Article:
- Funding Feminism: Monied Women, Philanthropy, and the Women's Movement, 1870–1967 by Joan Marie Johnson
Throughout the nineteenth century, women raised money for temperance campaigns, suffrage conventions, and aid for the poor, the mentally ill, and orphans. Much of this funding came from men or from women's own carefully guarded private resources. But women more often contributed time, organizational skills, and network contacts, because, without direct access themselves over a long period of time to the money economy and capital accumulation based on their [End Page 425] own labors, women relied on men for the bulk of their livelihood. Joan Marie Johnson challenges our understanding of women supporting these kinds of reform activities with her study of the centrality of women's direct funding for the suffrage movement and the organizations that drove it; higher education institutions as central loci for women's consciousness raising and intellectual development in the nineteenth- and early-twentieth century; and reproductive control, particularly contraceptives, through the twentieth century. Funding Feminism explores the ways that women-driven philanthropy provided donors and their beneficiaries power in shaping suffrage, educational, and reproductive reform. Johnson argues that this funding was crucial to the success of feminism and feminist reform efforts—it "radically" transformed possibilities for women (p. 6). The goal from the 1870s was to "increase women's opportunities and promote [gender] equality" (p. 7), initially through enhancing political and educational gains and then enabling women some control over reproduction. Yet the ways these various donors exercised their own funding power created tensions between donors and recipients regarding agenda, process, and strategy in the various organizations.
Funding Feminism explores the donors, the sources of their wealth, and how their approaches to suffrage campaigns differed from earlier nineteenth-century philanthropic endeavors. Johnson examines how donors' individual histories and frustration with lack of power motivated them to join networks with suffrage leaders to finance meetings, publicity, and infrastructure to promote women's suffrage, which resulted in greater centralization of suffrage organizations. Johnson analyzes feminists' attempts to organize working women, through the Women's Trade Union League, for example, and how donors' agendas shifted the organizations from the ground-up, democratic processes that had existed before they intervened. Johnson draws on both primary and secondary research to describe colleges women endowed with their wealth, with the explicit purpose of preparing women to become both highly educated and self-supporting, as well as the challenges they encountered from the men who tried to redirect [End Page 426] their donations. Johnson explores the motivations behind and specific goals of such founders as Sophia Smith (Smith College), Ellen Scripps (Scripps College), Josephine Newcomb (Newcomb College at Tulane), Phoebe Apperson Hearst (co-education at the University of California–Berkeley), Mary Garrett (the Johns Hopkins Medical School and Bryn Mawr College) with her partner M. Carey Thomas. Lastly, and perhaps the most interesting, Johnson examines the friendship and alliance between Margaret Sanger and donor Katherine McCormick, who provided organizational strategies and funding for what became Planned Parenthood and the contraceptive pill. A biologist trained at MIT, McCormick focused her money and energy on developing the Pill in the 1950s and 1960s, from financing the laboratory work and experimentation to the campaign for legalization and distribution through a variety of women's clinics and eventually Planned Parenthood.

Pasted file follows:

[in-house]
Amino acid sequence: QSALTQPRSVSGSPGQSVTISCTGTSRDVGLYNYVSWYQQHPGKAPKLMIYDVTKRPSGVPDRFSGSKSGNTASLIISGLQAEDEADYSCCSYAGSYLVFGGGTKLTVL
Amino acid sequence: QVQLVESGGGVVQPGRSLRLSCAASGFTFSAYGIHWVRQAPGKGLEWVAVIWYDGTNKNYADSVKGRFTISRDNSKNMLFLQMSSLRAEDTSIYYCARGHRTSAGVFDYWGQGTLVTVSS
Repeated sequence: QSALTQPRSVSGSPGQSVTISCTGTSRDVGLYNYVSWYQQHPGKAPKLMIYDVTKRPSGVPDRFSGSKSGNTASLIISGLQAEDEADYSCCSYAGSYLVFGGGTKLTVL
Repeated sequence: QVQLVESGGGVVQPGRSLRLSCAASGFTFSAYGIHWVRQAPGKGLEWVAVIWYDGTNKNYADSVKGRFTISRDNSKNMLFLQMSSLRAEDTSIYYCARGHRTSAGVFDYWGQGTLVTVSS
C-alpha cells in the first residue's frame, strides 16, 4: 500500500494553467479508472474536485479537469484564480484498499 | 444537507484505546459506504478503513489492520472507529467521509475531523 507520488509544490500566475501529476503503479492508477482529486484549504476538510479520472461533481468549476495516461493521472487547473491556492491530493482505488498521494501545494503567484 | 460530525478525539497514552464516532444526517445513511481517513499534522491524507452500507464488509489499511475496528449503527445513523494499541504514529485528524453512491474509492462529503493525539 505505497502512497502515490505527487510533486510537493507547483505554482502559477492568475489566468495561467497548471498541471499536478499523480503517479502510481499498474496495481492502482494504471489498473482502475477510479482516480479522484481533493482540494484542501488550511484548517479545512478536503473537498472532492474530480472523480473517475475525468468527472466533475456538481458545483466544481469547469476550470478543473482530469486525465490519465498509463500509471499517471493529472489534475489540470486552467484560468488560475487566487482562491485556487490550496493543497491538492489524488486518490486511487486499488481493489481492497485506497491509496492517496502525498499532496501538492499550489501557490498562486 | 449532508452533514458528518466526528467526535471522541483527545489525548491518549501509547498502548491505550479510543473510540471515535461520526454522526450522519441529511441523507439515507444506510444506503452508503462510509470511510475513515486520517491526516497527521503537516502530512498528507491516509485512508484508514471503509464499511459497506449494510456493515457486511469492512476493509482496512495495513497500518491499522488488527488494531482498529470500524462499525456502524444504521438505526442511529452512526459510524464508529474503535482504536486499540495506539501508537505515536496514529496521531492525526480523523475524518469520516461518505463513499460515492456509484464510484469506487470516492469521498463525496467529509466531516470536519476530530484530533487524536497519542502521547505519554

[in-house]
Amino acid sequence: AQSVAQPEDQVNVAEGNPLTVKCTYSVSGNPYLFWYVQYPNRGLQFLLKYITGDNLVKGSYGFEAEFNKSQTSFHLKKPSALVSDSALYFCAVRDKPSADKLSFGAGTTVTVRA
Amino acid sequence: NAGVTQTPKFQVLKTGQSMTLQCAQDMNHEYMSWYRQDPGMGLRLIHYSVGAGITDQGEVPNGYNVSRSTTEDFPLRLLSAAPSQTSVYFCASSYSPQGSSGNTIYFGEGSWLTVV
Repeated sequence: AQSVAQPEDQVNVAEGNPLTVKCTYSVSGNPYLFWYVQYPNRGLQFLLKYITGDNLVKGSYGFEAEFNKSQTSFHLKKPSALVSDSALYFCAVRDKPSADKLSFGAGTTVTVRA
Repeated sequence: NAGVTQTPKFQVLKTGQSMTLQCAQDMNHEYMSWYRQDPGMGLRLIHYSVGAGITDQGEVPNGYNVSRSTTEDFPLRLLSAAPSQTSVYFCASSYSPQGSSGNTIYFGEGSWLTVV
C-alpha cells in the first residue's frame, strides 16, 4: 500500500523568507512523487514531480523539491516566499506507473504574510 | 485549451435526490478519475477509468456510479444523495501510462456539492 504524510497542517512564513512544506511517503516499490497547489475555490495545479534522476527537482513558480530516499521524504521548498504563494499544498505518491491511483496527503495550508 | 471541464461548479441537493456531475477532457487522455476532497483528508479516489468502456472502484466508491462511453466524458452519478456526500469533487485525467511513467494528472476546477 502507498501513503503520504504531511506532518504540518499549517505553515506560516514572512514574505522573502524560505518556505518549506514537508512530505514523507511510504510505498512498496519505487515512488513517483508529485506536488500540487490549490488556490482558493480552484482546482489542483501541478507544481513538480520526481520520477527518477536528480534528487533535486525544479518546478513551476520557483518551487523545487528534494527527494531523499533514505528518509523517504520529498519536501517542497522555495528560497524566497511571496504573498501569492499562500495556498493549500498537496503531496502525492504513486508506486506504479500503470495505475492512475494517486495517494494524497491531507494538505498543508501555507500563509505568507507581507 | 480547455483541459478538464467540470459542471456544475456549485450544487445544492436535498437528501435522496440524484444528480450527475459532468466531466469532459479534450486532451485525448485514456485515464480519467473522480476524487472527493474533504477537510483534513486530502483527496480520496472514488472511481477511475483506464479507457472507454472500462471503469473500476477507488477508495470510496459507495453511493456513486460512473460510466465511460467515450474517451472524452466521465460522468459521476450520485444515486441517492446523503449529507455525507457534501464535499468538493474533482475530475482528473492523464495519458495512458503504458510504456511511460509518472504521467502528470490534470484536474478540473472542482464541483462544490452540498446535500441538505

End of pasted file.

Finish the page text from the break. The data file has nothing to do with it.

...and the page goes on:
Johnson's argument is quite persuasive: that wealthy donors' feminist commitments and large donations, coupled with smaller donations by women at the grassroots level, were critical to attaining women's suffrage, expanded educational opportunities, and reproductive control. She teases out how the tensions between wealthy donors and grassroots organizers made these reforms possible and inhibited their inclusiveness. Her signal contribution is in examining so closely and thoroughly how philanthropy helped initiate and sustain these campaigns for equality, rights, and justice for women. Moreover, Johnson articulates how their impacts crossed boundaries of race, class, ethnicity, and education. The reforms philanthropists financed from the 1870s were critical, when coupled with less...